The Issuer should disclose the sale or purchase price of a company since it normally is a key element in assessing the effects of the transaction. In rare cases there may, however, be a possibility to withhold information regarding the price for an acquired or sold entity. This might be the case where the purchase price is not of importance for the valuation of the Issuer admitted to trading. Another example could be when a disclosure is made before the price negotiations have been finalized. It is then impossible to inform about the price, but once the price has been agreed upon, relevant information thereon should be disclosed. It is not unusual that the purchase price is related to the future outcome of the acquired business. In such a case the Issuer should disclose the maximum purchase price (including the maximum additional purchase price) at once, together with the parameters which may affect the amount of the additional purchase price, and disclose the final purchase price in future reporting.
Different kinds of transactions can be considered inside information and there can be different ways to evaluate the transactions depending on their strategic importance. Relevant information for the assessment could include the effects on the income statement or balance sheet resulting from the integration of operations or, alternatively, the effects of the sale.
In conjunction with the acquisition of business activities, where the acquired business unit is not an independent business unit, it may be particularly important to report information regarding the purchase price, the type of business that has been acquired, the assets and liabilities included in the acquisition, the number of employees transferred, etc.
In situations where the Issuer encounters financial difficulties, such as a liquidity crisis or suspension of payments, there may be difficult questions regarding the obligation to disclose inside information. For example the Issuer may find itself in a situation where significant decisions are taken by other parties, e.g. lenders or major shareholders. It is, however, still the Issuer that are responsible for disclosing inside information. This is achieved by the Issuer staying continuously informed of developments through contacts with representatives from lenders, major shareholders, etc. On the basis of information then received, appropriate disclosure measures may be taken.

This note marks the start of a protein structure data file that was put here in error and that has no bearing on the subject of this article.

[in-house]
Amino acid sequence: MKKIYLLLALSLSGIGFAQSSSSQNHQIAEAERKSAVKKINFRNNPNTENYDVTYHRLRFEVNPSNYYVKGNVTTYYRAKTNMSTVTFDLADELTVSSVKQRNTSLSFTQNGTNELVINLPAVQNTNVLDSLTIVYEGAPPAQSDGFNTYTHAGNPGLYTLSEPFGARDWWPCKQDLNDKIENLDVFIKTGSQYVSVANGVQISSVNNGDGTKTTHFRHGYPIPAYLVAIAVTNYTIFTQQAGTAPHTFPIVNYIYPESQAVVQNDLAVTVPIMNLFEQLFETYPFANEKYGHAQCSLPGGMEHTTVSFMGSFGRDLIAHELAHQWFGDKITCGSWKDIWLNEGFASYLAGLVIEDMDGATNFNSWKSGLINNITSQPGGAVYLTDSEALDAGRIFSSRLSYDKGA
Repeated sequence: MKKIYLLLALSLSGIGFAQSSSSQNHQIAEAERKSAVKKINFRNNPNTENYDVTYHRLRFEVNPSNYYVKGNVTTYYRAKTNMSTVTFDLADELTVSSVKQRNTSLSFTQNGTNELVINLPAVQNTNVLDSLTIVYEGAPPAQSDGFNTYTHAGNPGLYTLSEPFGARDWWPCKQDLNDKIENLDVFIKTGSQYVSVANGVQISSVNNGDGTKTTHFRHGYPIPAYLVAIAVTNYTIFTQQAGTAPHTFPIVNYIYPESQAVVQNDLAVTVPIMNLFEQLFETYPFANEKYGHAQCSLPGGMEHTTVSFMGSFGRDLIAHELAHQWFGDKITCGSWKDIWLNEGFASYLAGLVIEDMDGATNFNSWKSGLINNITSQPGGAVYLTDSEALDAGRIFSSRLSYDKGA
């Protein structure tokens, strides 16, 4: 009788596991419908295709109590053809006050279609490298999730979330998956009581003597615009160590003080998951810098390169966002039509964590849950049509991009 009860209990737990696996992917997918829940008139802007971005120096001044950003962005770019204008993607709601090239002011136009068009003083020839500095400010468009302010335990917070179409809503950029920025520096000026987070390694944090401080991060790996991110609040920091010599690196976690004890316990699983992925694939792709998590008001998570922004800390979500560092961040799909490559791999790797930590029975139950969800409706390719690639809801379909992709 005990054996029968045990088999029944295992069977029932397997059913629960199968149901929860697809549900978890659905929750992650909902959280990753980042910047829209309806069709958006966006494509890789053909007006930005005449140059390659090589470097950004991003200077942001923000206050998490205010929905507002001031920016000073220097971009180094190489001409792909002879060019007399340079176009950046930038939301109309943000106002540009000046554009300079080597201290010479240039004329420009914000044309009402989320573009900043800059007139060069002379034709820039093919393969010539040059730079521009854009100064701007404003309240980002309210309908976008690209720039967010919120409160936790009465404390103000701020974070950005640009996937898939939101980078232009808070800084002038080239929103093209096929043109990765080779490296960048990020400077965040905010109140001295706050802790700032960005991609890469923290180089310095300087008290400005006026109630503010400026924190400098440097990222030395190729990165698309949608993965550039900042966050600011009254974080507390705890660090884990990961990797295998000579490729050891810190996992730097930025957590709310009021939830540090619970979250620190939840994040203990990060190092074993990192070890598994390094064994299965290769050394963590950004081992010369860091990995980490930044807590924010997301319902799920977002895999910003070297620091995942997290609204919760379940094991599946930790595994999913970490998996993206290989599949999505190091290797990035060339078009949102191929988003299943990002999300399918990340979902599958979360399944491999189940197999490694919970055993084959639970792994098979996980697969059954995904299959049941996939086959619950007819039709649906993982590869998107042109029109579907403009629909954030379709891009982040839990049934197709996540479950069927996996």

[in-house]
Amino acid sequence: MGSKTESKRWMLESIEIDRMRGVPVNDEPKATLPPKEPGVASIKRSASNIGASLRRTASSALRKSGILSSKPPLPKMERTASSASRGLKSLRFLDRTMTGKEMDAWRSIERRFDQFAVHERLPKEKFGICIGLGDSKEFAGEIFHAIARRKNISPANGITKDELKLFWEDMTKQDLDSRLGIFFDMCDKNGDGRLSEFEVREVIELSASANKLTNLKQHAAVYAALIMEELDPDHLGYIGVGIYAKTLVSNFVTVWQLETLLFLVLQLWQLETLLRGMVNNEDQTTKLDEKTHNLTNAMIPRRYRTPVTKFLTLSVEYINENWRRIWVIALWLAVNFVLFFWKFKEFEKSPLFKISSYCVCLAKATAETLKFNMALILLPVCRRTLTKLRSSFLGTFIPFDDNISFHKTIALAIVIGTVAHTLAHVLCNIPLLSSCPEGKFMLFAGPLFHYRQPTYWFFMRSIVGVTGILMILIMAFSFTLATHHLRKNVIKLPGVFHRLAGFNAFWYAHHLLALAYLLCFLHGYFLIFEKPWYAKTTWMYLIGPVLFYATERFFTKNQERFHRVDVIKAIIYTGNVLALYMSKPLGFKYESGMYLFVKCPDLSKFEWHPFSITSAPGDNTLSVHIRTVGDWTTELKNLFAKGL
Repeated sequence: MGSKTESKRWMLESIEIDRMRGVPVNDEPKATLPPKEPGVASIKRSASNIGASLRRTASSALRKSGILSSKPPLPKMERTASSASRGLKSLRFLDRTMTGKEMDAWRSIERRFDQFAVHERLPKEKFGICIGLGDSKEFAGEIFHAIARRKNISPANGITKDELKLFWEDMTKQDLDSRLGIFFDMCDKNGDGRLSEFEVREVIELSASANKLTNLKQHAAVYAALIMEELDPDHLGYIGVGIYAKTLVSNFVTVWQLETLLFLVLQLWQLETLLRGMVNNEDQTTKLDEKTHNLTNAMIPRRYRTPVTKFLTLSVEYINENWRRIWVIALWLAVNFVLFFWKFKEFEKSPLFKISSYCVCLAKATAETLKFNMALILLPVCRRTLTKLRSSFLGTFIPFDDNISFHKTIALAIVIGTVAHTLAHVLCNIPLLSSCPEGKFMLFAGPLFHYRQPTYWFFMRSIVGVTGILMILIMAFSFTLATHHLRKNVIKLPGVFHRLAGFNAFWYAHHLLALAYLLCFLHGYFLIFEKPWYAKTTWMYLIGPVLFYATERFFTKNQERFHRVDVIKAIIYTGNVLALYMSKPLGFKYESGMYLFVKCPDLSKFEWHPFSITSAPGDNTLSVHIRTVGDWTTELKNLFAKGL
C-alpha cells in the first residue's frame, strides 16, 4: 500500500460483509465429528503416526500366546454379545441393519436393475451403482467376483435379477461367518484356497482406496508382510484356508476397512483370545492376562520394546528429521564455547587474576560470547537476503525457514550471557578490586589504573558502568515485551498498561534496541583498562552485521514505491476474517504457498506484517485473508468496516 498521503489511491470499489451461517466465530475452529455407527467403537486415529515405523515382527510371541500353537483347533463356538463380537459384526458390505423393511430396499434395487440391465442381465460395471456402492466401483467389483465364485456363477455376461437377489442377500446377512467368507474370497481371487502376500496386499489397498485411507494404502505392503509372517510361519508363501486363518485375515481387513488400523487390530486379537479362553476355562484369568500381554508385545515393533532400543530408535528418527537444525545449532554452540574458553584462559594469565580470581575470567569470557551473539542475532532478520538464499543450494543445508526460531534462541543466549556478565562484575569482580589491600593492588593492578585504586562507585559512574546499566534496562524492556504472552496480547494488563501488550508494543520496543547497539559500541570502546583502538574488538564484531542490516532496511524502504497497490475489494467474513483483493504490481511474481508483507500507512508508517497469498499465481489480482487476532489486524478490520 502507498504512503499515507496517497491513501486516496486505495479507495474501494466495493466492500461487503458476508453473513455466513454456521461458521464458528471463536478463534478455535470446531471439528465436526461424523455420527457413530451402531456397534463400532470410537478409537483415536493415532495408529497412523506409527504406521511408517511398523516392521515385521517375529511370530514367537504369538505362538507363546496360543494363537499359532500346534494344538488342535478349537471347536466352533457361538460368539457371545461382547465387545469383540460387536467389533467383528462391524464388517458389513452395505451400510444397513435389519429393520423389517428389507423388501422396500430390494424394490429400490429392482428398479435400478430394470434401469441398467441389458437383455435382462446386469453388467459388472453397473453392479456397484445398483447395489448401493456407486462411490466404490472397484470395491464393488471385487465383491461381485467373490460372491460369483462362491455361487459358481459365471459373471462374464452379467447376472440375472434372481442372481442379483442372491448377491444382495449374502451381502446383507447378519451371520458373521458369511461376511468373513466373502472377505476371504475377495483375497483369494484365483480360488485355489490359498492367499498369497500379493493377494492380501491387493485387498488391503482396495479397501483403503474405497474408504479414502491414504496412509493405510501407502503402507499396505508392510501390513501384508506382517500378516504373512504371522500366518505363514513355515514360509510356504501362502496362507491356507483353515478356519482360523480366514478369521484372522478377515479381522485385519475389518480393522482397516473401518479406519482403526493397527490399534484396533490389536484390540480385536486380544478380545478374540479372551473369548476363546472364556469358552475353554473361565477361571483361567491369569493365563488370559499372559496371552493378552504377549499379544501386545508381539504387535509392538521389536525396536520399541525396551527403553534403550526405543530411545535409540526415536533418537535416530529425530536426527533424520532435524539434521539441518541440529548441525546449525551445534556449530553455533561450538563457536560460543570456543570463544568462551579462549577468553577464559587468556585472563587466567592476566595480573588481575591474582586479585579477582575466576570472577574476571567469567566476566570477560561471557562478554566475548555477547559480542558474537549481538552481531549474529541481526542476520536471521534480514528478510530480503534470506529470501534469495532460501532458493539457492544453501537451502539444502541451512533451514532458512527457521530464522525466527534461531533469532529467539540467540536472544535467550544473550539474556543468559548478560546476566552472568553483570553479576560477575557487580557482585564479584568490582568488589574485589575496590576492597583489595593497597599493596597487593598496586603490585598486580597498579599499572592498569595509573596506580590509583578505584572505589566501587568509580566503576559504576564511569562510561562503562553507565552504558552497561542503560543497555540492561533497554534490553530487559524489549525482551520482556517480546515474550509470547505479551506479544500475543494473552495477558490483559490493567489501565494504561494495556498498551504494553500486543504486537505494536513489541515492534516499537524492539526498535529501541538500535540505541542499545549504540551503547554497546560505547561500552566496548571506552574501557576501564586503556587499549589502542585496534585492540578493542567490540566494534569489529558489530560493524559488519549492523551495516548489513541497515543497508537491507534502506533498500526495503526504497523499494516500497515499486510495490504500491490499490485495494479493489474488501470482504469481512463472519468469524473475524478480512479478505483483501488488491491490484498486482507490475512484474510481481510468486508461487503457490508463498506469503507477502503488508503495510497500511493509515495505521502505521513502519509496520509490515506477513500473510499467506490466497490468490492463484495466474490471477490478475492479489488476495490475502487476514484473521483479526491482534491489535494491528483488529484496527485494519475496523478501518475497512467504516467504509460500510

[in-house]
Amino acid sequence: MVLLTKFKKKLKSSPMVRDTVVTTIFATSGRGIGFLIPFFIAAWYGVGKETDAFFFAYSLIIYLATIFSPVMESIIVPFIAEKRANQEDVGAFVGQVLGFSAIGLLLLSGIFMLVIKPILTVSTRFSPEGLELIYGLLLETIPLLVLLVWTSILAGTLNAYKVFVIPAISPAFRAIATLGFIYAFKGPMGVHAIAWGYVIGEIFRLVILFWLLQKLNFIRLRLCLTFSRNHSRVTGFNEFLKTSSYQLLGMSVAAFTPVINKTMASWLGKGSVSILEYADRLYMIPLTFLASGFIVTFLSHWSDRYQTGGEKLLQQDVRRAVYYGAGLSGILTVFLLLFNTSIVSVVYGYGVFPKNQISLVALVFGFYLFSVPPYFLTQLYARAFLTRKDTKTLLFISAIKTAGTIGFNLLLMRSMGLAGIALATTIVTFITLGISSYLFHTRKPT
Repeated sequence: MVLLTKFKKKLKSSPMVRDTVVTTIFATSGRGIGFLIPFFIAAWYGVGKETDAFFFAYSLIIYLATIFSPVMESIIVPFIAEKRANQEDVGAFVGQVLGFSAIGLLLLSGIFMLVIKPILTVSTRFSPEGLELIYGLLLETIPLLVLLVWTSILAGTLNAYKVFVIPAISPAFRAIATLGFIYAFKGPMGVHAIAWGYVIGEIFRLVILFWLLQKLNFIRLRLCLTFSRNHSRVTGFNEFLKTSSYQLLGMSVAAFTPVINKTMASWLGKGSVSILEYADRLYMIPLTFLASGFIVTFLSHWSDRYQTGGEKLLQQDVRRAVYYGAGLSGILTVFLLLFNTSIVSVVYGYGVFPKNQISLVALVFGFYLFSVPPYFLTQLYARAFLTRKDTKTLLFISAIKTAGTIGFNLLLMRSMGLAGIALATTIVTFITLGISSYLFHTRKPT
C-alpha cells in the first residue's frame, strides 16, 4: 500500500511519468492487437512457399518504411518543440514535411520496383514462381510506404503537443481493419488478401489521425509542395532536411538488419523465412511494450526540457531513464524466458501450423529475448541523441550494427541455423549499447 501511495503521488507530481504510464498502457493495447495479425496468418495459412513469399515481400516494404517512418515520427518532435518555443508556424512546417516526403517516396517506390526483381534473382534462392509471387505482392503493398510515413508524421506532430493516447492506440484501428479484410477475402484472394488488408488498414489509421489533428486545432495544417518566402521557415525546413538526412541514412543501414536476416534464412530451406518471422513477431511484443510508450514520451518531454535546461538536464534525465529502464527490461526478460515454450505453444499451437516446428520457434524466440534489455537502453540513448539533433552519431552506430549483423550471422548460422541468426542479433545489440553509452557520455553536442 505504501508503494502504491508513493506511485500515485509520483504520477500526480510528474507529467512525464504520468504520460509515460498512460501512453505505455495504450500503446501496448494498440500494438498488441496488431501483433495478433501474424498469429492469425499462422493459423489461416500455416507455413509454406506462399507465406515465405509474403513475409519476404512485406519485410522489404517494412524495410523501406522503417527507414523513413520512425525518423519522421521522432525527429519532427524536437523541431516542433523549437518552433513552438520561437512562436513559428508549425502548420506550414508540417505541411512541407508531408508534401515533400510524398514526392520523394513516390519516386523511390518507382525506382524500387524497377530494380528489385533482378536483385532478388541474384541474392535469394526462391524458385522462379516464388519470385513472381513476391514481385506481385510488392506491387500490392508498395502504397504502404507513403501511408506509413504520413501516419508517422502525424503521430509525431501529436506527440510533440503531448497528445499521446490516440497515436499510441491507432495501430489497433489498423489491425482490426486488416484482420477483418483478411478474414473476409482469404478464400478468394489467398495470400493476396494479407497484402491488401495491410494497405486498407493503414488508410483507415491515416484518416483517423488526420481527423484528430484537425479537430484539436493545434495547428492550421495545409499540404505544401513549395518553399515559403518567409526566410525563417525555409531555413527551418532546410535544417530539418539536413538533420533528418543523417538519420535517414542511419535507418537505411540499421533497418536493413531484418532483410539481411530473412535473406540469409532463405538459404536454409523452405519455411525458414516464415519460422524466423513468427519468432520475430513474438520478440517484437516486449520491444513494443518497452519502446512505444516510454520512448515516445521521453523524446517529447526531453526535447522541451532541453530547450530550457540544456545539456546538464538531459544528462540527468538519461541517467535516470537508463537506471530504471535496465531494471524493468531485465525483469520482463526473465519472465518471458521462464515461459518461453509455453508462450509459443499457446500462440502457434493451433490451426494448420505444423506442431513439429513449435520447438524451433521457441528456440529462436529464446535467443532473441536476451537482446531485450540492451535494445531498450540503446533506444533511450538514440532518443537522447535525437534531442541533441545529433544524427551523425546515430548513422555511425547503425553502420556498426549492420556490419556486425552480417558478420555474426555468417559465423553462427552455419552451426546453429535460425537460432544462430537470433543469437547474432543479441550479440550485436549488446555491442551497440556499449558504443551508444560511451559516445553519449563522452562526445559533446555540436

Not infrequently, loan agreements contain different types of limits in relation to equity ratio, turnover, credit ratings or suchlike (so called covenants) and if these limits are exceeded, the lender may demand repayment or renegotiation of the loan. Exceeding such limits may constitute inside information.
Decisions taken by authorities
Even though it may be difficult for the Issuer to control processes where decisions concerning the Issuer are made by authorities or courts of law, it is still the Issuer’s responsibility to provide information regarding such decision(s) to the securities market as soon as possible if the consequences of a decision constitute inside information. The information should be sufficiently comprehensive and relevant from the market’s viewpoint to enable an assessment of the effect on the Issuer and its operations, result or financial position and thus the extent of the information needed may vary.
If it is impossible for the Issuer to provide an opinion on the consequences of the decisions made by authorities or courts of law, the Issuer may initially make a disclosure regarding the decision. As soon as the Issuer has made an assessment of the consequence of the decision, if any, the Issuer should make a new disclosure regarding these consequences.
Information regarding subsidiaries and affiliated companies
Decisions, facts and circumstances pertaining to the group or to individual subsidiaries, and in some cases affiliated companies as well, may be inside information. Evaluation is naturally affected by the legal and operational structure of the group and by other circumstances.
A situation may occur in which an affiliated company discloses information independently of the Issuer with regard to its own operations regardless of whether the affiliated company itself has a similar duty of disclosure. In such cases the Issuer is required to evaluate whether that information constitutes inside information with regard to the Issuer’s financial instruments.
When the subsidiary is a listed company, circumstances in the subsidiary may be inside information in respect of the parent company’s financial instruments.
Significant deviation in financial result or financial position
In the event that the financial result or position of the Issuer deviates in a significant way from what could reasonably be expected based on financial information previously disclosed by the Issuer, information on such deviation may constitute inside information.